Cover image for The creative shrub garden : eye-catching combinations for year-round interest
Title:
The creative shrub garden : eye-catching combinations for year-round interest
Author:
McIndoe, Andrew, 1956-
Personal Author:
Publication Information:
Portland, Oregon : Timber Press, 2014.
Physical Description:
247 pages : color illustrations ; 27 cm
Summary:
Shrubs have the widest range of colored foliage, headiest scents, and most persistent flowers of all the plant groups. Discover how to choose the right plants for the right place, and mix and match them in groups that bring year-round pleasure.
Language:
English
Contents:
The case for shrubs : an introduction -- Choosing the right shrubs for your garden -- Creating stunning planting effects using shrubs. Moods ; Styles -- Plant directory -- Planting and caring for shrubs.
ISBN:
9781604694345
Format :
Book

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Summary

Summary

In The Creative Shrub Garden , author Andy McIndoe calls on his years of horticultural design experience to shine light on all of the innovative ways to stylishly work shrubs into your landscape. This is a new approach to planning your garden--by mood and style. Whether it's an urban contemporary look, a cottage garden feel, or an uplifting an environment, The Creative Shrub Garden has a wealth of eye-catching combinations that bring new life to this classic plant.


Reviews 2

Booklist Review

Shrubs play a key part in gardening, as McIndoe so clearly explains in this guide highlighting their year-round beauty and low maintenance. He starts with the basics, including shrub choice, size, soil needs, and maintenance, then progresses to 15 garden styles, all displaying shrub combinations as main design elements. Nearly 900 color photographs provide examples of McIndoe's mood-inducing designs, which are created by choosing basic combinations with adjunct plantings and alternatives for each color-based personal setting. The stunning styles presented include the Cottage Garden, which uses primrose, honeysuckle, and holly, with hydrangeas used to expand and accentuate the scheme. The Mediterranean uses drought-tolerant plants for temperate climates, combining salvia, primroses, and English lavender, with added touches of ballotta shrubs or rosemary. A plant directory; alphabetical guide for planting and maintaining various shrubs, including container planting; suggested readings; and an index round out this comprehensive text sure to please gardeners who love perennials.--Scott, Whitney Copyright 2014 Booklist


Publisher's Weekly Review

Englishman McIndoe studied horticulture at school, worked in the garden trade, and started three gardens from scratch; today he is managing director of Hillier Nursery and a regular award winner at the Chelsea Flower Show. He knows that shrubs in English gardens are not "big, boring beasts" but the most rewarding plants in the garden, far more than mere backbone, and demonstrates that intelligence in great detail. He defines shrubs as woody plants that don't die in winter in temperate zones and cheerleads for shrubs' hardiness, their year-round appeal, their wide variation of sizes, and lower care requirements. The book includes advice on choosing the right ones for the right places and combinations. Creating gobsmacking effects using shrubs means considering moods (cool and calming or indulgent? mellow and glowing or reflective?) and styles (coastal, cottage, and country, among them). His plant directory is rich and colorful; his instructions on caring for shrubs covers planting, pruning, mulching, and watering. McIndoe occasionally waxes personal, but his usual style is assuredly instructional. (July) (c) Copyright PWxyz, LLC. All rights reserved.


Excerpts

Excerpts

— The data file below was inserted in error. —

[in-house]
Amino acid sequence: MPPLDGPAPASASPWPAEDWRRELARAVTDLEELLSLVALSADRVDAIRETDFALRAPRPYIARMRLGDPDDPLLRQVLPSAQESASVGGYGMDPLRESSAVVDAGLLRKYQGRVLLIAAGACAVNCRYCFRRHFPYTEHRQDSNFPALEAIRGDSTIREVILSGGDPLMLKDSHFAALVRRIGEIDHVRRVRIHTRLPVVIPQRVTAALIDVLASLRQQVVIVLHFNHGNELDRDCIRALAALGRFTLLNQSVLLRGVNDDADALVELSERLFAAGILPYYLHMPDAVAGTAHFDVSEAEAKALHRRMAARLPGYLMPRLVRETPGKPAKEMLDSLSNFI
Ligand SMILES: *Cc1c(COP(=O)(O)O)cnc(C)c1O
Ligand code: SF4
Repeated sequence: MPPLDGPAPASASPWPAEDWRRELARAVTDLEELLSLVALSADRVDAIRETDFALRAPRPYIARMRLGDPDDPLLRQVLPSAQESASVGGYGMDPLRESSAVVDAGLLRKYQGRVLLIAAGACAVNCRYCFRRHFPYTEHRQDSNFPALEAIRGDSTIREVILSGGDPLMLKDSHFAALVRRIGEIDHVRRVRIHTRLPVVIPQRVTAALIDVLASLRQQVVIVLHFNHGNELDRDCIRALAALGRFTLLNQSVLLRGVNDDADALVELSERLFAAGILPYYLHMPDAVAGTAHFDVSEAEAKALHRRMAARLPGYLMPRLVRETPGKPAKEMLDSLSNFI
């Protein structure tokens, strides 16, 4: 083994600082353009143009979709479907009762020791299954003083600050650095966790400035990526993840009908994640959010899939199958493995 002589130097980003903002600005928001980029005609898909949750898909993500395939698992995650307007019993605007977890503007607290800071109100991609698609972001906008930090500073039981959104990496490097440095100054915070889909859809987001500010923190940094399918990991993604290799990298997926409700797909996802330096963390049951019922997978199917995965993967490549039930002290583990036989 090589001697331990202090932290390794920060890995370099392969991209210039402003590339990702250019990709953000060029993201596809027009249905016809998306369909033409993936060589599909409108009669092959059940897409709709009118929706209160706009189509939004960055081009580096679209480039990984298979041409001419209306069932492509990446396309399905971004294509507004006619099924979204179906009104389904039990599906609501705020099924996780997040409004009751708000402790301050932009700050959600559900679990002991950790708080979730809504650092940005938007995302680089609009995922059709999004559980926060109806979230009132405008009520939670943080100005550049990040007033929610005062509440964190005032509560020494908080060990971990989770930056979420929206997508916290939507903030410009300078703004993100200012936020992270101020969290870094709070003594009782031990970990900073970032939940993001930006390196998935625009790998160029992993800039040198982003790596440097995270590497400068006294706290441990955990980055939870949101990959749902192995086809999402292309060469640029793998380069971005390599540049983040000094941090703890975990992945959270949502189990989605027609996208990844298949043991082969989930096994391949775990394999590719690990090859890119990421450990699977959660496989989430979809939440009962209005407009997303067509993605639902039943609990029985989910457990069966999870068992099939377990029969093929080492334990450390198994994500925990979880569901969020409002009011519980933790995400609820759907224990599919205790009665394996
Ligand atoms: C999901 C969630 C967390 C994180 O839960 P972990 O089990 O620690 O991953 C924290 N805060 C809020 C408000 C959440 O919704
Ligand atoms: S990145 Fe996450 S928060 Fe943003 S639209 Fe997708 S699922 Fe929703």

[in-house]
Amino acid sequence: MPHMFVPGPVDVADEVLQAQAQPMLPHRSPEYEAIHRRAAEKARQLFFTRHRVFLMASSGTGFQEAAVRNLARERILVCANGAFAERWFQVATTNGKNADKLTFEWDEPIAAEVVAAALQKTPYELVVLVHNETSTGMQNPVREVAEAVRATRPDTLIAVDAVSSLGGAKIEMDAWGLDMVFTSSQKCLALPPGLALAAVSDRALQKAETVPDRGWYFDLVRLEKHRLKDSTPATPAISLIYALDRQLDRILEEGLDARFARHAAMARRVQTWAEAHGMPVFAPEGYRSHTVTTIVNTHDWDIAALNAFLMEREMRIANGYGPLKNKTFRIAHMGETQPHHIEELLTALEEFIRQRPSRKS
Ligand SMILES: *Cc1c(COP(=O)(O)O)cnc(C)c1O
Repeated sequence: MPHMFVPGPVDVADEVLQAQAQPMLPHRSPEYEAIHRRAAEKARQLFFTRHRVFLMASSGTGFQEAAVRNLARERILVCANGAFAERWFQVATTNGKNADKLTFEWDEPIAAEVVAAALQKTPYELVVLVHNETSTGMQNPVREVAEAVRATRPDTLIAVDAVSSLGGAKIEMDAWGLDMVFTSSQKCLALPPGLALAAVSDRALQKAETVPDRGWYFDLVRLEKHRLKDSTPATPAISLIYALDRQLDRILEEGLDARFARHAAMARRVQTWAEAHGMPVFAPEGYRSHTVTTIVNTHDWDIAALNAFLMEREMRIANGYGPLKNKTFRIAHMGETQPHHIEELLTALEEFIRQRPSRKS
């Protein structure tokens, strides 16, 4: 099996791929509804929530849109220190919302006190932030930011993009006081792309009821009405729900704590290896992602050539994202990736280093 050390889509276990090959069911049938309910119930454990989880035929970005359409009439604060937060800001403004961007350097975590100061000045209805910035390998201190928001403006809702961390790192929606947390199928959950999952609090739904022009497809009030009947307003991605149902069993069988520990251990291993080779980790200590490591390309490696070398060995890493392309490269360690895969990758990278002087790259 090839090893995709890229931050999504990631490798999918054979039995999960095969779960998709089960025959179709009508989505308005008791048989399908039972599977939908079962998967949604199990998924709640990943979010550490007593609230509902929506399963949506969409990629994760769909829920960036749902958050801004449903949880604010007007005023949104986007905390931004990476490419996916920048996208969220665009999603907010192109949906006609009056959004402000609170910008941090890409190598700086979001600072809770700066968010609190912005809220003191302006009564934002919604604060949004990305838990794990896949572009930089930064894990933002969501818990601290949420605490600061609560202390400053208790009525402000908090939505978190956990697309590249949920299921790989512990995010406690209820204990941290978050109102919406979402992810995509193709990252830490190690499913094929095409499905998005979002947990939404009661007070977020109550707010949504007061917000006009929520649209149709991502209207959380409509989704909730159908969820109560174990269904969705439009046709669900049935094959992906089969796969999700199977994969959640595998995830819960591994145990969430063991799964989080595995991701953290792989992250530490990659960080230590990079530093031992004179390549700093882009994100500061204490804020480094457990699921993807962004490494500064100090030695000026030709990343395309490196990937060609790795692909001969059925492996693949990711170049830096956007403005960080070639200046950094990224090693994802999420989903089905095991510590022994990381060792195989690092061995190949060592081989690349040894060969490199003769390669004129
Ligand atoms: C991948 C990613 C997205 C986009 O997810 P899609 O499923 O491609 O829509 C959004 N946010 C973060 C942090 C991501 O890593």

The Case for Shrubs: An Introduction What do shrubs mean to you? Have you been bewitched by the sweet fragrance of an azalea on a warm spring day? Are you entranced by the delicacy and charm of the new leaves on a Japanese maple? Or perhaps you think of shrubs as big, boring beasts that take up too much room in your garden. Those bony characters you keep in shape with a stout pair of loppers and a pruning saw, more bare stems than leaves and flowers. Or perhaps they are neat bushes you trim into regular shapes with a pair of shears or a hedge cutter. Some gardeners think of shrubs as rhododendrons; a source of gorgeous colour for a few precious weeks, but perhaps rather green and boring during the rest of the year. Others call to mind hydrangeas, those vast, rounded mounds of flamboyant blooms that colour summer through to fall in shades of white, pink, and blue. Some think of shrubs as gloomy evergreens that colonize dark, shady churchyards. Others picture annoying, litter-collecting thickets that get in the way of vehicles in supermarket parking lots. But those same shrubs, loved just a little, are precious, shining evergreens that thrive in shade and light up the dark corners of the garden. They are the same shrubs that illuminate the winter garden with their wand-like stems on a frosty winter morning.   Many gardeners consider shrubs to be reliable friends that fill the summer garden with flowers, fragrance, and foliage, and that colour the winter garden with bright stems and berries. As with many things in life, garden fashions change. Our affection for a particular group of plants fades, and we focus on another. Over the years shrubs may not always have been the flavour of the month, but they are the backbone of many gardens. But can shrubs be more than a foundation? Can they make up the whole planting scheme, or at least the majority of it, perhaps with a few embellishments in the form of perennials, bulbs, and seasonal bedding plants? Of course they can.   What qualities can shrubs offer that other plants cannot? They add permanence, structure, and presence throughout the four seasons, plus much more. This book shows you how shrubs can provide the inspiration and the palette of plants for exciting and colourful planting combinations that enhance the garden picture throughout the year. You can improve shrubs by pruning to control their size and shape. However, once planted they stand firm; they do not need the regular lifting, dividing, and replanting that many perennials demand to maintain their performance and control their spread. For the most part, shrubs are low-maintenance subjects that will reward season after season. All they ask of the gardener is to choose well for the situation and to prune with a little thought and respect. Shrubs are undemanding garden plants that require only a modest initial financial investment, and they repay it many times over the years.   The evolution of shrubs Shrubs are the foundation of successful planting in today's gardens. Smaller spaces and busy lifestyles mean that plants need to work hard to earn their keep. Most gardeners, from novices to old hands, welcome low-maintenance plantings. Shrubs offer so much with so little input. Other plants don't come close. Nowadays a garden has particular significance as an extension of the home. Whether you live in your garden or look at it like a picture, its appearance is important. You want colour and interest throughout the year. A garden based on shrubs provides this very thing.   Gardeners have a wide choice of shrubs today. The variety of plants available has never been richer; the selection is vast compared to just a few years ago. The foundation of that palette is the work of the Victorians. Plant hunters, sponsored by nurserymen and wealthy collectors, unearthed an impressive number of plants, most of which remained in the gardens and estates of the wealthy. Gardening as we know it developed over the past fifty years. In Britain, in the first half of the last century gardening was focused around beans, potatoes, cabbages, a few cottage garden flowers, and the occasional rose.   Most woody plants in gardens were roses, specifically hybrid teas and floribundas. These were the popular and fashionable plants of the day. Gardeners always bought bare root, either from a shop or ordered via catalogue or at a flower show, and planted during late fall or winter. (Flower shows then were nothing like the Chelsea and Hampton Court of today; they were smaller, more regional affairs that focused on flowers and vegetables.) New varieties of roses were in demand, and every year saw the introduction of fresh colour breaks and must-have varieties. The selling names of varieties became increasingly important, as they were what gardeners remembered and discussed. And there were negative aspects to this passion. The prevalence of roses in so many gardens led to the appearance and spread of diseases like black spot, rust, and mildew, which remain the banes of the rose grower's existence. This spread of disease was compounded by the demise of the coal fire for domestic heating. The sulphur in sooty air suppressed disease, while cleaner air gave it free rein. Another problem was the introduction of many weak and inferior varieties in order to meet the demand for something new. Today's roses are different, and they are still some of our most popular shrubs--especially English roses, which combine the repeat-flowering qualities of hybrid tea and floribunda roses with the grace and charm of old shrub roses. Successful varieties have been bred for disease resistance, and their growth habit makes them perfect to combine with other shrubs in creative planting schemes.   Demand influences the palette of plants in our gardens. When a particular group of plants becomes fashionable, plant breeders and growers respond by producing new varieties. Herbaceous perennials and seasonal bedding plants are favourites in the United Kingdom, partly because of demand and popularity but also because of a relatively short lead time from initial hybridization to production of a commercial crop. Shrubs and trees are at a disadvantage when it comes to the introduction of new varieties, as they take much longer to grow. Probably the biggest change in ornamental gardening over the past fifty years is how we buy our plants. I purchased my first shrub, Magnolia ´soulangeana, when I was nine or ten years old. I bought it from Woolworths, an early department store that sold everything from sweets to paint to bacon to flower bulbs. Most ordinary gardeners went to "Woolies" for everyday gardening bits and pieces that they did not get from a specialist seed shop. My magnolia was a typical Woolworths shrub: a stick with roots wrapped in peat and thin polythene, with a simple picture label promising eternal happiness and a lifetime of flowers. It needed a few years to grow and flower, but it eventually took over half the garden, leaving no room for those boring vegetables. Mission accomplished, if rather a long lead time!   Nurseries existed at the time, and those I knew of mainly grew summer bedding plants. Garden centres were just beginning, and I was taken on the occasional trip to visit our nearest one, which was probably twenty miles away. I remember buying Hypericum calycinum, which was my second or third shrub. I probably bought it because it was the only thing I could afford, rather than because I particularly liked it. This plant, hailed as good groundcover, was appearing everywhere. Sadly, it became another victim of over-exposure and monoculture. Its magnetism for rust has since rendered it worthless. The difference between these two shrub purchases is that the hypericum was pot grown. The container-grown hardy plant had arrived, and it changed the way we garden. The range of shrubs expanded. No longer did the gardener have to choose from familiar favourites; an altogether richer palette became available, and with it a new adventure in gardening with shrubs.   Excerpted from The Creative Shrub Garden: Eye-Catching Combinations for Year-Round Interest by Andy McIndoe All rights reserved by the original copyright owners. Excerpts are provided for display purposes only and may not be reproduced, reprinted or distributed without the written permission of the publisher.